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When our students land great internships and jobs, we all win,
says Visual Communications Prof. Bill Deering,
pictured here with former students Jessie Harte, Eric Leighton and
the streets of Manhattan on a perfect autumn day, strolling from one
hotshot advertising agency to the next, whizzing past security because
youre with Very Important People art directors and graphic designers
who work in the job of your dreams, all eager to share their insights,
experience and advice in hopes that you, too, may someday open doors for
students to follow.
For almost three decades, the University of Delawares Visual
Communications (VC) program in the Department of Art and Design has brought current undergraduates, mostly
juniors and seniors, to some of NYC's top design firms, where they meet
and interact with dozens of prominent alumni.
Leaving Old College around 6:30 a.m., students spend a full day in
the city, touring agencies, meeting Blue Hens and building their
professional network well before graduation. And because love and
loyalty for the VC program run so deep, it is not uncommon for alumni to
return to campus to advise and mentor current students. This unique
exchange is a hallmark of UD and the natural extension of a discipline
where who you know relies primarily on talent.
A UD alumnus means that person has passed through the gauntlet, that
their foundation is one of hard work, accountability and creativity,
said Larry Pipitone. Shortly after graduating in 2008, he and fellow
Blue Hens Eric Collins and Joey Ellis co-founded Grand Army, a design
firm that has done work for Nike, Beyonc??, Mountain Dew and Justin
Timberlake. The intensity of UDs program mirrors the reality of this
business. Just as this is a talent-based industry, VC is a talent-based
Its the kind of program where you can get someone in a high place
to pick up the phone, Pipitone added. Its how he got his first
internship at Wieden+Kennedy, one of the largest advertising agencies in
the world. Or how alumna Jessie Harte landed her first internship at
But I had to rebuild my entire portfolio before Bill [Deering,
longtime director of the VC program] would even let me email the alum
who worked at the publication, she recalled.
Its all about strengthening portfolios and strengthening networks,
said Deering, beloved by his students for leading winter session trips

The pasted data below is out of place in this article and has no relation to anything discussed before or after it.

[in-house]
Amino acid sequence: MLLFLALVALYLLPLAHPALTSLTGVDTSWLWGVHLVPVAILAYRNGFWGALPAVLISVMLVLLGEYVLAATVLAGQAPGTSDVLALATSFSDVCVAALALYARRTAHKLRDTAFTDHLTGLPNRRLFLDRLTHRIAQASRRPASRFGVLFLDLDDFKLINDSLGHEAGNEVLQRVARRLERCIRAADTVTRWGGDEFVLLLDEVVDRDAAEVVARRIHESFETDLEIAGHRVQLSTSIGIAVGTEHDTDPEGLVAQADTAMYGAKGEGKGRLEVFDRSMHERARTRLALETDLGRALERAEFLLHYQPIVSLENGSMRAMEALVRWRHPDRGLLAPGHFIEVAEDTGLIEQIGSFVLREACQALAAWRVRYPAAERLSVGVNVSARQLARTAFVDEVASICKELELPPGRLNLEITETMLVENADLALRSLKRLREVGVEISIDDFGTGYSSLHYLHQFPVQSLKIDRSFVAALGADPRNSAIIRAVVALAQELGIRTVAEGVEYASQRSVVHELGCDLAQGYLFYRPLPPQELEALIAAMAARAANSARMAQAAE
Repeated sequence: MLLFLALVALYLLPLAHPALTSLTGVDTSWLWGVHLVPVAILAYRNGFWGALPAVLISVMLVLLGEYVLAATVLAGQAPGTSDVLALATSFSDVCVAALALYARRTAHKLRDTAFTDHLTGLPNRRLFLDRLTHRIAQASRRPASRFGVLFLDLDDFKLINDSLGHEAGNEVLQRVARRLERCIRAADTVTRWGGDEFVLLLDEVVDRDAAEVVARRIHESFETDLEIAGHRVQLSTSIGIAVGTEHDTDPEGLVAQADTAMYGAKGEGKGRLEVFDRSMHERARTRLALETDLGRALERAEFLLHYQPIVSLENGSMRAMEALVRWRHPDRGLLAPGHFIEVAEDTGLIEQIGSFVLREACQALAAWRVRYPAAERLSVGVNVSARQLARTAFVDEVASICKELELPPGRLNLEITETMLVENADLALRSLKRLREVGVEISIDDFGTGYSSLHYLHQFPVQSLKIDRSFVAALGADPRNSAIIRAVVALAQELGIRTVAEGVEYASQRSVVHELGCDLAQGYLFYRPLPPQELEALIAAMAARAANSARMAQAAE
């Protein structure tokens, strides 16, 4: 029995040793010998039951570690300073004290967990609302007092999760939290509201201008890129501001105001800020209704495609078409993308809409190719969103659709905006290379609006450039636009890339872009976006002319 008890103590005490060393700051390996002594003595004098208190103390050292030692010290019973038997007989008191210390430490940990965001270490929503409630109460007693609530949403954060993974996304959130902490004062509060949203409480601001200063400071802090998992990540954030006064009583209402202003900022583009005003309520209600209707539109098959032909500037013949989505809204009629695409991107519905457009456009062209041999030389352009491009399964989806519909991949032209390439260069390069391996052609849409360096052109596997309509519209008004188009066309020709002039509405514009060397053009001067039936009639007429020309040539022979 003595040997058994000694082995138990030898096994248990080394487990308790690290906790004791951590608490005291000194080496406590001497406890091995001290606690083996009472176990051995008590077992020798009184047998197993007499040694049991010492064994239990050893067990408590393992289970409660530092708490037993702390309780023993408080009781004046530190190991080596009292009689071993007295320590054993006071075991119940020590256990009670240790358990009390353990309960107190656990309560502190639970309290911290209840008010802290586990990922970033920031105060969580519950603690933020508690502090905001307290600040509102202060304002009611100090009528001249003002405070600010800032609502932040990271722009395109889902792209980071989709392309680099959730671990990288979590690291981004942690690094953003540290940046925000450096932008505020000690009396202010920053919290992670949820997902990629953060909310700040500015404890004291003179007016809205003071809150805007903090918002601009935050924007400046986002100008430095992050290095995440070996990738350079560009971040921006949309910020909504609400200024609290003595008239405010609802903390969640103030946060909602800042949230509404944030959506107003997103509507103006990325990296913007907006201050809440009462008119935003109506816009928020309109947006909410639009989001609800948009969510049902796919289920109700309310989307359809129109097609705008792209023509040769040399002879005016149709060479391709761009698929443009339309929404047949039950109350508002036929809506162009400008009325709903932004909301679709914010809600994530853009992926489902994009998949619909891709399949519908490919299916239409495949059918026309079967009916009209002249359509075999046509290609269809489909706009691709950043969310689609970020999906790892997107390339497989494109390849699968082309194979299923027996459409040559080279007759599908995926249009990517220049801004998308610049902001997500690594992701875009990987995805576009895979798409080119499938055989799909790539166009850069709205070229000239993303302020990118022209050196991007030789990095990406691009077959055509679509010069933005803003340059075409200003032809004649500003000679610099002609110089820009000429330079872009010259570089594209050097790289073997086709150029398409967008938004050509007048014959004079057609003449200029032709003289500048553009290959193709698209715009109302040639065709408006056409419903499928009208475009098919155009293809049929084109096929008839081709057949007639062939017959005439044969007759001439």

to London and Paris, where the New York day-trip model is replicated
over a month, with a focus on global brands and businesses.
Im competitive, Deering said. I like to win, and when our students land great internships and jobs, we all win.
Move this whole section up, swapping places with the section above it.
UD alumni at global marketing agency Digitas speak to current students during their visit to the firm's offices in New York.
Case in point: After getting her first foot in the door, Harte,
also class of 2008, moved onto global marketing agency Digitas, where,
among her many accomplishments, she helped develop a mobile-ordering app
for Taco Bell which increased average check totals by 25 percent. She
also helped hire fellow Blue Hen Eric Leighton, class of 2014. In his
most recent project for the company, Leighton helped rebrand the
Jenn-Air product line, helping it transform from last place in a survey
of luxury kitchen appliances to holding 60 percent of the brand voice.
It was the most college-esque project Ive worked on, he told UD
undergraduates during their New York visit. Leighton compared the
process of creating logos, typefaces, digital interactions and other
components to the various projects he was assigned as student and to
ones he would help assign as an alum.
Leighton, Harte and fellow alumna Michelle Lobien (class of 2013),
ended their presentation by handing out a one-page case study to the UD
juniors and seniors in attendance, tasking them with developing
mobile-responsive websites for a variety of well-known brands, from
Amtrak to the DMV.
A month later, on another perfect fall day, the three alumni returned to campus to critique the student presentations.
For two hours, the students shared the websites and apps they built,
videos they created, and ideas they developed to help their brands stand
out in a sea of sameness. For instance, students tasked with
refreshing the website for The Olive Garden restaurant suggested a
marketing stunt where the restaurant could cater a millennials
Friendsgiving. Another group designed a mobile running app for Asics
running shoes that prioritized womens safety.
The alumni offered constructive feedback, and the students soaked it all in.
We get tested and critiqued every day in class, said senior Max Gold. Its the norm.
Senior Sara Kuzmenka said similar messages from different kinds of people can matter.
Hearing it from our professors is like hearing it from our parents, Kuzmenka said. Advice from alumni make it more real.
Senior Sarah Muldoon said knowing that alumni had similar experiences helps with confidence.
Theyve been where youve been, and theyve made it out alive, Muldoon said. And theyre successful.
Article by Artika Rangan Casini; photo by Kathy F. Atkinson